Everyone makes mistakes. Like pouring a bowl of cereal and then looking into the fridge only to realize you’re out of milk. You’ve got one really dry bowl of cereal.
So, what are you going to do about it?
Some of us will cringe and beat ourselves up, while others will think about what they can do to prevent that from ever happening again.
The difference is between being a perfectionist and acknowledging failure and moving on. Dr. Carol Dweck, a professor at Stanford, has done much research on the topic. Her book “Mindset” explains her theory as to why some people find it easier to learn from their mistakes.
According to Dweck, there are two types of people: those with a “fixed mindset” and those with a “growth mindset.” Dweck says that everyone has a bit of both these mindsets in them, but the question is in which direction they lean. Those who tend toward having the “fixed mindset” do well with lots of compliments and external measures of excellence, such as getting an “A” in physics or having someone clap you on the back and say, “Good job!” Fixed mindset people find it difficult or nearly impossible to drink in the lessons implied by mistakes.
That’s a shame. Because the thing is, everyone makes mistakes. The question is how one relates to them. If you can be receptive to your mistakes and learn from them, you’ll be happier. You’ll also be moving in a positive, growth-oriented direction.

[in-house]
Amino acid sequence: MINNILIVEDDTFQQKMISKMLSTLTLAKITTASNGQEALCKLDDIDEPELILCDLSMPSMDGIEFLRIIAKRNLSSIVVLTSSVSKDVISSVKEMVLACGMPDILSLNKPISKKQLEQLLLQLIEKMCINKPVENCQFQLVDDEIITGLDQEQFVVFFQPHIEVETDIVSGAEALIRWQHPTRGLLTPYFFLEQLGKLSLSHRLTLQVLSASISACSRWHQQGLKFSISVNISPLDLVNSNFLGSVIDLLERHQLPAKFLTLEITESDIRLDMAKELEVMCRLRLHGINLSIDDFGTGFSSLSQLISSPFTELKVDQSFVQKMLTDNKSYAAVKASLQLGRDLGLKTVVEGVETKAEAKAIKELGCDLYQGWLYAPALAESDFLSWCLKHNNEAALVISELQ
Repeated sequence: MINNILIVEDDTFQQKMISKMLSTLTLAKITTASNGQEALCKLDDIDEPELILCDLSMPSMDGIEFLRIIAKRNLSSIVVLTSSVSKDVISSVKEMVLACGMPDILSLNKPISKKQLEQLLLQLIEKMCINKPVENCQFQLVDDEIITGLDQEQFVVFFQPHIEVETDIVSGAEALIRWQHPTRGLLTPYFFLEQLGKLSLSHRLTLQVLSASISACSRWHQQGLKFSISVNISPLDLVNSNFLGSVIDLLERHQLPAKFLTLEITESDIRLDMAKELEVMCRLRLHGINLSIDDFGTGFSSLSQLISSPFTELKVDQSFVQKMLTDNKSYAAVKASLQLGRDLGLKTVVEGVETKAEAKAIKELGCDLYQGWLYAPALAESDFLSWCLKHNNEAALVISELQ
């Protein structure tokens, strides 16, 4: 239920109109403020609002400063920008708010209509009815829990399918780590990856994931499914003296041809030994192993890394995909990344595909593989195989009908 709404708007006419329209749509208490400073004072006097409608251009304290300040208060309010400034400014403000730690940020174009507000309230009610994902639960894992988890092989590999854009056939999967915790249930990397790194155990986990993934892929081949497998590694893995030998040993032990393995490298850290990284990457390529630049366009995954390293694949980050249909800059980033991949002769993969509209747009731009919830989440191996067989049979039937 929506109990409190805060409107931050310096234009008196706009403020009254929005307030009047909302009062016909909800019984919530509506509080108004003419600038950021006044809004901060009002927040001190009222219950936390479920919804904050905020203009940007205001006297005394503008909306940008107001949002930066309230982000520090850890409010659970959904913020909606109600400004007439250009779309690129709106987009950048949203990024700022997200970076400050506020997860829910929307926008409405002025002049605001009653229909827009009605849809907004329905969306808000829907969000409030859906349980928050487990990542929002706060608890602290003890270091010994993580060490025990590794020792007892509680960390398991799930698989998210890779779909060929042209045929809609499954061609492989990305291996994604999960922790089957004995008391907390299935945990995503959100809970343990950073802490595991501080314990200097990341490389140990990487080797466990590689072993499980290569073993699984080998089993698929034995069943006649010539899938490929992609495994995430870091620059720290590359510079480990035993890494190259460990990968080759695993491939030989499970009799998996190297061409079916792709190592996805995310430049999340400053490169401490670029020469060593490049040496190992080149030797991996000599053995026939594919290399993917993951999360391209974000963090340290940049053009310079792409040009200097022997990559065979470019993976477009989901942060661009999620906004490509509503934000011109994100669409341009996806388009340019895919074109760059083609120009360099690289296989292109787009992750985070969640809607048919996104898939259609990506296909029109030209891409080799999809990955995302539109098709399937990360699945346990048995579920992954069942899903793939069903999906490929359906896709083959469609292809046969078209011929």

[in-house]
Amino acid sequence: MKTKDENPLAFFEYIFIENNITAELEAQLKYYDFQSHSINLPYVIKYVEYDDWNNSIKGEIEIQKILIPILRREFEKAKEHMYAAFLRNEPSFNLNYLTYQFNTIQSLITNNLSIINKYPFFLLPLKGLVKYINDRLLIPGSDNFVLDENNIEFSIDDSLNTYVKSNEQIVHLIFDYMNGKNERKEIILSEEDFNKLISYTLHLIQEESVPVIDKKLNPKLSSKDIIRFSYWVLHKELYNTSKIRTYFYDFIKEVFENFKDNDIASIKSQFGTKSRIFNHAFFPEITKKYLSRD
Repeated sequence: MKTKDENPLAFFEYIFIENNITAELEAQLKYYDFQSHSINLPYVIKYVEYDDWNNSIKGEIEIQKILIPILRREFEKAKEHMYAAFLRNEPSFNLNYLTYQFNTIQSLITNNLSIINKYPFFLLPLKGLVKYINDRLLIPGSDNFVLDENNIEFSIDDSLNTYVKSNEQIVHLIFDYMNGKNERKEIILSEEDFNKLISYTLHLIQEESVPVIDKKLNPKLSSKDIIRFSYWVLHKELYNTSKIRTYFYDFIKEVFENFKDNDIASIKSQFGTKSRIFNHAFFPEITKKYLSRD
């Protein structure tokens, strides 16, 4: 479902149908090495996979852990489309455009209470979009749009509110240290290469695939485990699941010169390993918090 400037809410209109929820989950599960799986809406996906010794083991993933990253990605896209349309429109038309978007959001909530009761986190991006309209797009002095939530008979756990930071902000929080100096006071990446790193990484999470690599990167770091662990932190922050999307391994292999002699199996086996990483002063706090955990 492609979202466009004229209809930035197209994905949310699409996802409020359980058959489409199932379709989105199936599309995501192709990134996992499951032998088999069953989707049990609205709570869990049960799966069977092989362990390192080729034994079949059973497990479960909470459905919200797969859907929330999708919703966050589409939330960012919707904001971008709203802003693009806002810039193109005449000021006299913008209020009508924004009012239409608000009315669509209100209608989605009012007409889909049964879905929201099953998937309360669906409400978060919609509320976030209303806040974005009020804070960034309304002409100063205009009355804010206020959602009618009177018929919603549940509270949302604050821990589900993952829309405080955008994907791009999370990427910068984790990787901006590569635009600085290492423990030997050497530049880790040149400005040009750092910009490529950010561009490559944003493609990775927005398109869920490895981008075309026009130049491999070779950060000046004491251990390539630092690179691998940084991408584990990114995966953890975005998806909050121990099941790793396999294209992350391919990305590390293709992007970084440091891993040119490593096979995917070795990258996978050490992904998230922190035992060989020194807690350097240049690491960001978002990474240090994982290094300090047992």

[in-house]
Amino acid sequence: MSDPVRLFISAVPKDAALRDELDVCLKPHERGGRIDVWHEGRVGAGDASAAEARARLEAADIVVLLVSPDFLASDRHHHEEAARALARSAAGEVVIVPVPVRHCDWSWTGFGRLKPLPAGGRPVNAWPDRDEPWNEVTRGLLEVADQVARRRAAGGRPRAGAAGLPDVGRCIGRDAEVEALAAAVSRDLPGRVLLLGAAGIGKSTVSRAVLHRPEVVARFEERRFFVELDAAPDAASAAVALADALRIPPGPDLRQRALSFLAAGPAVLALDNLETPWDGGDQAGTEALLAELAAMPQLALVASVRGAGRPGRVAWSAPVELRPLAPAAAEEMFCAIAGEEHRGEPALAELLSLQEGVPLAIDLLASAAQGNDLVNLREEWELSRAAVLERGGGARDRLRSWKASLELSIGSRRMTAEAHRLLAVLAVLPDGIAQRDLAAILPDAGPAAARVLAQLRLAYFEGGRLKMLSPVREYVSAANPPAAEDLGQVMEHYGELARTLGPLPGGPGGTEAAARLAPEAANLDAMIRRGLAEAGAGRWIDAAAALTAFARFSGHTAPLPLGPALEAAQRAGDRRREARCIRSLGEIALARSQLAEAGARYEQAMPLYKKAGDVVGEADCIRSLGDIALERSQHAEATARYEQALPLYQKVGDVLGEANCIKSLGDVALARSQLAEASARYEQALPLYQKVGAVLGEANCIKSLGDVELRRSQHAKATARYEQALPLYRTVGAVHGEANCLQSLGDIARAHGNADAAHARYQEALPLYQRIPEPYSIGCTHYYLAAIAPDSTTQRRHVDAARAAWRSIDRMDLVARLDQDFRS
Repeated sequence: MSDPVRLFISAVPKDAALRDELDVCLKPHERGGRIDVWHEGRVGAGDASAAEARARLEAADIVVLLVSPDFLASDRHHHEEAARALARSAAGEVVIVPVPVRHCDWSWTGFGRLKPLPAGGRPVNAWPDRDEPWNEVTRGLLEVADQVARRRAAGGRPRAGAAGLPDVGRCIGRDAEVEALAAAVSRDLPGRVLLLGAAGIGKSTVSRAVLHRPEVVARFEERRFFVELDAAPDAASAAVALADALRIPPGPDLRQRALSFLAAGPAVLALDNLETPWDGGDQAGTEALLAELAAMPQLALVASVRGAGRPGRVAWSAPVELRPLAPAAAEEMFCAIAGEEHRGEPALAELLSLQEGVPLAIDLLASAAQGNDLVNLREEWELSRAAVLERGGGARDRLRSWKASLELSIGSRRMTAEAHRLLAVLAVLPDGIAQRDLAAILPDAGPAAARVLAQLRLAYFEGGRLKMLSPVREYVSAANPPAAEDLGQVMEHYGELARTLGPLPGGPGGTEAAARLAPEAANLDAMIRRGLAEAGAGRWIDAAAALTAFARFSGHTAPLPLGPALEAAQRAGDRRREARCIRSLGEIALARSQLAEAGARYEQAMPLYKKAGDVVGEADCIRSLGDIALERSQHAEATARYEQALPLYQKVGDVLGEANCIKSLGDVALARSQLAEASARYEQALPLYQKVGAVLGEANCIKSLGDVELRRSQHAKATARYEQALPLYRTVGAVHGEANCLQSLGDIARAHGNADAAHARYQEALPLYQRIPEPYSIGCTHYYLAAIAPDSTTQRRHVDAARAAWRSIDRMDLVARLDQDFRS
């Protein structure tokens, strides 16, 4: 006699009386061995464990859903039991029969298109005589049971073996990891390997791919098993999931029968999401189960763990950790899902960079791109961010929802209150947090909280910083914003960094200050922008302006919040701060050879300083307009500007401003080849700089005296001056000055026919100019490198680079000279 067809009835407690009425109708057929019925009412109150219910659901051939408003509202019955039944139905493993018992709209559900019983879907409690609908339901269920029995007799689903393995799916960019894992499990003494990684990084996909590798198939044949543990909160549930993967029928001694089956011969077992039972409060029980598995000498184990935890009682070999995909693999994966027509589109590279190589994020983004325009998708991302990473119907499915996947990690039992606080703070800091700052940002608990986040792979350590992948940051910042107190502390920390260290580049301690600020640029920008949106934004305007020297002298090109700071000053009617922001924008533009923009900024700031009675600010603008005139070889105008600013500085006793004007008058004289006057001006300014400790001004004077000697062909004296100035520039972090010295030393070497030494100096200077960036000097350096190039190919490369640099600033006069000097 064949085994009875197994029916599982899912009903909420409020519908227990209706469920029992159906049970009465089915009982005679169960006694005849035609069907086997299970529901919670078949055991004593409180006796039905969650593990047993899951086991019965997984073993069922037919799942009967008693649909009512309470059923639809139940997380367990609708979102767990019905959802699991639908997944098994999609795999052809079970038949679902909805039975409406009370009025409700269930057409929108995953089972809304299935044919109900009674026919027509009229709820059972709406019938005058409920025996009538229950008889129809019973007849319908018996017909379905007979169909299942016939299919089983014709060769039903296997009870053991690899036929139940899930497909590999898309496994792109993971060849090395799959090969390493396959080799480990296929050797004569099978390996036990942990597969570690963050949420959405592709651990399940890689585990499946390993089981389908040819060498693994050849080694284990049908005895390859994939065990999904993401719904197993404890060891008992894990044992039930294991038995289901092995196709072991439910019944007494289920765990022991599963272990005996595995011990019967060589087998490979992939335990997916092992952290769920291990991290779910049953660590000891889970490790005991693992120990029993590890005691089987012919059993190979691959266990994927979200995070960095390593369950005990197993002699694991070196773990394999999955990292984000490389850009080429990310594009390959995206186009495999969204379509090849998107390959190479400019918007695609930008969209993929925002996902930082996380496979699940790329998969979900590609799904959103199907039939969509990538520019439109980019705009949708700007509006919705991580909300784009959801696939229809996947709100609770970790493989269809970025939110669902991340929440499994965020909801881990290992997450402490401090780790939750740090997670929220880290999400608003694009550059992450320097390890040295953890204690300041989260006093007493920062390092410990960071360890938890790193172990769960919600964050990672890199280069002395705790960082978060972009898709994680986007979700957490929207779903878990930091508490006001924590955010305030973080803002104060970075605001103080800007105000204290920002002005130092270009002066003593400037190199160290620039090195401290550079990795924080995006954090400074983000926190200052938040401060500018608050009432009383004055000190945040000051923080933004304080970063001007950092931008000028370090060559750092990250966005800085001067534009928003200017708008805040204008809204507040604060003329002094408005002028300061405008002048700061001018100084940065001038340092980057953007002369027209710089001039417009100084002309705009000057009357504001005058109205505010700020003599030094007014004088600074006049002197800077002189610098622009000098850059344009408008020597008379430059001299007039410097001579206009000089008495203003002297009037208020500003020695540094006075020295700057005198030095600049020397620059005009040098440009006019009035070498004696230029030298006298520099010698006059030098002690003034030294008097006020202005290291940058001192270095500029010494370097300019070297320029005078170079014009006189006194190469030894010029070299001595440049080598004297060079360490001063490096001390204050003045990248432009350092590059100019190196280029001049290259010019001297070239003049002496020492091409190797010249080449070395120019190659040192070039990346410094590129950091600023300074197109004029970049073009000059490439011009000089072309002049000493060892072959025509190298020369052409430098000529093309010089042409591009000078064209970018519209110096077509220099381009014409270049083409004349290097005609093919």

The “growth mindset” is about allowing every experience to teach you to be open to learning, to be curious. The person with a “growth mindset” looks at the A- at the top of his physics exam and wonders how he can do better next time. What can he do to change? The person with the growth mindset doesn’t pretend he didn’t make a mistake, but uses his mistake to build on, grow and move forward.
Since we all make mistakes, wouldn’t it be far better for us to adopt the growth mindset? Here’s a concrete example: a customer service representative at Kars4Kids received a call from a woman who asked if she could donate a couple of remote controlled toy cars to the charity. She thought that the purpose of this nonprofit organization was to donate toy cars to kids.
It was an awkward, very awkward, moment. When the woman finally understood that her entire concept of this car donation program was woefully off, you can just imagine her cringing in embarrassment and turning red.
Well, that’s assuming she had a “fixed mindset.” On the other hand, if she had a “growth mindset” she might have smiled and laughed at herself and thought, “Next time I’ll remember what they say about the word ‘assume’ making an ass out of u and me and do my due diligence.”
The growth mindset is all about looking toward the next time and learning to grow from even the most horrendous or embarrassing mistakes.
We all make them – mistakes, that is.